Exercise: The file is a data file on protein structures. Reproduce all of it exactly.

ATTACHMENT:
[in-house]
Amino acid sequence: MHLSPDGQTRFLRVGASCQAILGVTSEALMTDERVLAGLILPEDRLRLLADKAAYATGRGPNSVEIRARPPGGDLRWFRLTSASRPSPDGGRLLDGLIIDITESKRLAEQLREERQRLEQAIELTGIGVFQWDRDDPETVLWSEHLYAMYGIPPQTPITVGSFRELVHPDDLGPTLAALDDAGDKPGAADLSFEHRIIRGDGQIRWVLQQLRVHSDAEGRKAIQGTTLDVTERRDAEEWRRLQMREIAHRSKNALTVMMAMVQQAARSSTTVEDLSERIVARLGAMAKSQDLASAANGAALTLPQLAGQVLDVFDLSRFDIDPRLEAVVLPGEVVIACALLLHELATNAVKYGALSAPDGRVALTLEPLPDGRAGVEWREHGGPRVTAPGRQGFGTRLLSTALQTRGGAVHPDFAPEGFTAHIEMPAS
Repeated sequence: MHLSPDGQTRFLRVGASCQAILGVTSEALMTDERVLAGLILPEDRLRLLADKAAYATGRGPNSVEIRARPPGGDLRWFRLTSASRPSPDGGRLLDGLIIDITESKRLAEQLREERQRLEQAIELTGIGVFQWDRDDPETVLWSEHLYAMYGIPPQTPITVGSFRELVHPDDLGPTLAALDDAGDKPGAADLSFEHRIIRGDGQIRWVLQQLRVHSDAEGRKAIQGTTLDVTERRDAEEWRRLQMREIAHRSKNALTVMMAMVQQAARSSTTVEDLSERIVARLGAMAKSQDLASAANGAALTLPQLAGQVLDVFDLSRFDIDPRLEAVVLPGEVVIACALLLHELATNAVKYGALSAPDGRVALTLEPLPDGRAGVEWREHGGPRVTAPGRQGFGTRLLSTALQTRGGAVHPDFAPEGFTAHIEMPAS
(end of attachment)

[in-house]
Amino acid sequence: MHLSPDGQTRFLRVGASCQAILGVTSEALMTDERVLAGLILPEDRLRLLADKAAYATGRGPNSVEIRARPPGGDLRWFRLTSASRPSPDGGRLLDGLIIDITESKRLAEQLREERQRLEQAIELTGIGVFQWDRDDPETVLWSEHLYAMYGIPPQTPITVGSFRELVHPDDLGPTLAALDDAGDKPGAADLSFEHRIIRGDGQIRWVLQQLRVHSDAEGRKAIQGTTLDVTERRDAEEWRRLQMREIAHRSKNALTVMMAMVQQAARSSTTVEDLSERIVARLGAMAKSQDLASAANGAALTLPQLAGQVLDVFDLSRFDIDPRLEAVVLPGEVVIACALLLHELATNAVKYGALSAPDGRVALTLEPLPDGRAGVEWREHGGPRVTAPGRQGFGTRLLSTALQTRGGAVHPDFAPEGFTAHIEMPAS
Repeated sequence: MHLSPDGQTRFLRVGASCQAILGVTSEALMTDERVLAGLILPEDRLRLLADKAAYATGRGPNSVEIRARPPGGDLRWFRLTSASRPSPDGGRLLDGLIIDITESKRLAEQLREERQRLEQAIELTGIGVFQWDRDDPETVLWSEHLYAMYGIPPQTPITVGSFRELVHPDDLGPTLAALDDAGDKPGAADLSFEHRIIRGDGQIRWVLQQLRVHSDAEGRKAIQGTTLDVTERRDAEEWRRLQMREIAHRSKNALTVMMAMVQQAARSSTTVEDLSERIVARLGAMAKSQDLASAANGAALTLPQLAGQVLDVFDLSRFDIDPRLEAVVLPGEVVIACALLLHELATNAVKYGALSAPDGRVALTLEPLPDGRAGVEWREHGGPRVTAPGRQGFGTRLLSTALQTRGGAVHPDFAPEGFTAHIEMPAS